At the highest level, a computer virus just like a biological one requires human interaction to spread. A Worm is like an advanced virus in that doesn’t require any further human interaction to spread. A Trojan is the legitimate-looking ‘packaging’ they are delivered in, such as a word document or pdf.
To unpack this high level understanding, a virus requires human contact to spread. For example, a human sends an email with an infected link or attachment. Another human opens that attachment and their computer becomes infected. For it to spread from there, that human has to include the infected attachment or provide the link in say another email, and another human has to open it and so on.
A worm does not need human interaction to spread. It tunnels through computer systems and networks independently, similarly to how a live worm tunnels independently through wood or the ground. A worm can be thought of as an advanced virus. Like a virus, which runs a malicious set of code, a worm’s code additionally includes instructions to replicate itself onto other vulnerable machines.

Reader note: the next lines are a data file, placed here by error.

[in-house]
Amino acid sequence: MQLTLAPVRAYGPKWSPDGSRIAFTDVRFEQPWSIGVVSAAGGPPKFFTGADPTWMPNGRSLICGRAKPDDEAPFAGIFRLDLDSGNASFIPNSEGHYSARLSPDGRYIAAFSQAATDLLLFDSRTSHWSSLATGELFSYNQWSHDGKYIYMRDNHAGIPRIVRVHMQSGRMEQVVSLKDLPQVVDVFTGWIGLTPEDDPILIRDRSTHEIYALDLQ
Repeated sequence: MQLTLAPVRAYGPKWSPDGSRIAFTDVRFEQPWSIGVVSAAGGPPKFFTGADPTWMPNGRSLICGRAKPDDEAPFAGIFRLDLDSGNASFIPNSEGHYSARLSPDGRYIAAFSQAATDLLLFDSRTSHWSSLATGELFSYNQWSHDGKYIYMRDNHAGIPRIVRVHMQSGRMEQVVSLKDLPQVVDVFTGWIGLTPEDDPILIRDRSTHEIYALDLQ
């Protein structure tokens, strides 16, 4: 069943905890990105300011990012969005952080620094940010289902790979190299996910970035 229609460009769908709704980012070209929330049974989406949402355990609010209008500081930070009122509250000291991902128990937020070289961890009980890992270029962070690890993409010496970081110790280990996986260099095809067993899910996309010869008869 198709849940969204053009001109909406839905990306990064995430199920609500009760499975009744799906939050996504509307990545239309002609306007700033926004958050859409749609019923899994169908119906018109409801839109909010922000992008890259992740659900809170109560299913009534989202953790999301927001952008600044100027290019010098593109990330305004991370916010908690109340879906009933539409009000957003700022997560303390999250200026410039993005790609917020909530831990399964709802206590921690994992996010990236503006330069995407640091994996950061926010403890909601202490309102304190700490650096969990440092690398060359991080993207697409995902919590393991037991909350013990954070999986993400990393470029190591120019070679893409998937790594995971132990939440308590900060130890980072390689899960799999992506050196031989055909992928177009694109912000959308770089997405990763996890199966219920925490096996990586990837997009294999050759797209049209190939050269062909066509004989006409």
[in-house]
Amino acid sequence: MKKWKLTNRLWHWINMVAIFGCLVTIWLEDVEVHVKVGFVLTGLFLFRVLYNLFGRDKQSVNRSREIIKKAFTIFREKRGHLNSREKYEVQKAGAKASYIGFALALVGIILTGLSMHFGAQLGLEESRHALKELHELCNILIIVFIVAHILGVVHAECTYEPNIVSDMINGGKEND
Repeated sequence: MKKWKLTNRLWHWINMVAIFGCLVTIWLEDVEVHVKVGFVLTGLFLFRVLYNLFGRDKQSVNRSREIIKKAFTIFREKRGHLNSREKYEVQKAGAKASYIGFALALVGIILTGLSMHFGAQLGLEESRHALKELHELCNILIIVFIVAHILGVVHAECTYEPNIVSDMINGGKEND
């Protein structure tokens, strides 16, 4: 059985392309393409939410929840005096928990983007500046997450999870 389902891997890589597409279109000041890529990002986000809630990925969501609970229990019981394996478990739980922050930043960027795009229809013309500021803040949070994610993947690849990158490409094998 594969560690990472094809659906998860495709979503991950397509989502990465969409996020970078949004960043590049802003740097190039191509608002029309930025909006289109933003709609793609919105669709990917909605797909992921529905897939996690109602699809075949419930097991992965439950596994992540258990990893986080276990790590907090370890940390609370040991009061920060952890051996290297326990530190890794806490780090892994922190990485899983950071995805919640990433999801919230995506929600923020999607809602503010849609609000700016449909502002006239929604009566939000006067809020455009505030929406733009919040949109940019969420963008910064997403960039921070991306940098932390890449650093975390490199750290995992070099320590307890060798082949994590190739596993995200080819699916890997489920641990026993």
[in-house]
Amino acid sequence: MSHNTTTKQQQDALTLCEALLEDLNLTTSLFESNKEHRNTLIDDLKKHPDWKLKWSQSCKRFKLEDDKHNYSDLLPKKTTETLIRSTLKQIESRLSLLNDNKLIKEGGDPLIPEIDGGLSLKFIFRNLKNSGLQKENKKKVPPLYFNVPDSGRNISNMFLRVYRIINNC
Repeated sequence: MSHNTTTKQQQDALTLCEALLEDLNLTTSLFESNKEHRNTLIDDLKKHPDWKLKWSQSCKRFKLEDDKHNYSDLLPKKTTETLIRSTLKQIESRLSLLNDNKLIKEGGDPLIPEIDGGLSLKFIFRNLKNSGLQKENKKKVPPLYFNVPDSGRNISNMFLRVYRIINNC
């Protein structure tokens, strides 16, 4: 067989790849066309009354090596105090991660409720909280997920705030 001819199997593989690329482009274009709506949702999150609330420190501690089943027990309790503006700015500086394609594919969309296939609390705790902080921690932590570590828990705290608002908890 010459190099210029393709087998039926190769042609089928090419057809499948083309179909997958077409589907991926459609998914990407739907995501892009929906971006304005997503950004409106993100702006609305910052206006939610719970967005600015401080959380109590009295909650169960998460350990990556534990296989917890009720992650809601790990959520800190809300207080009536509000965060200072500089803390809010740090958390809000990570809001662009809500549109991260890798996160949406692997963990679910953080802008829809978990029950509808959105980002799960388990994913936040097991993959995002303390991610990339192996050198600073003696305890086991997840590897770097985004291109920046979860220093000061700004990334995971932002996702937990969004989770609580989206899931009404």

The effect of the virus or worm (malicious payload) can range from nil to destructive, again just like a biological one, depending on what it is designed to do. It may do anything from steal to corrupt to delete or lock off files by encrypting them, take over our machine’s resources to use as part of a grid or army of computing power to use in attacks against others (botnet), or alter the functioning of the machine or device, and even stop it functioning.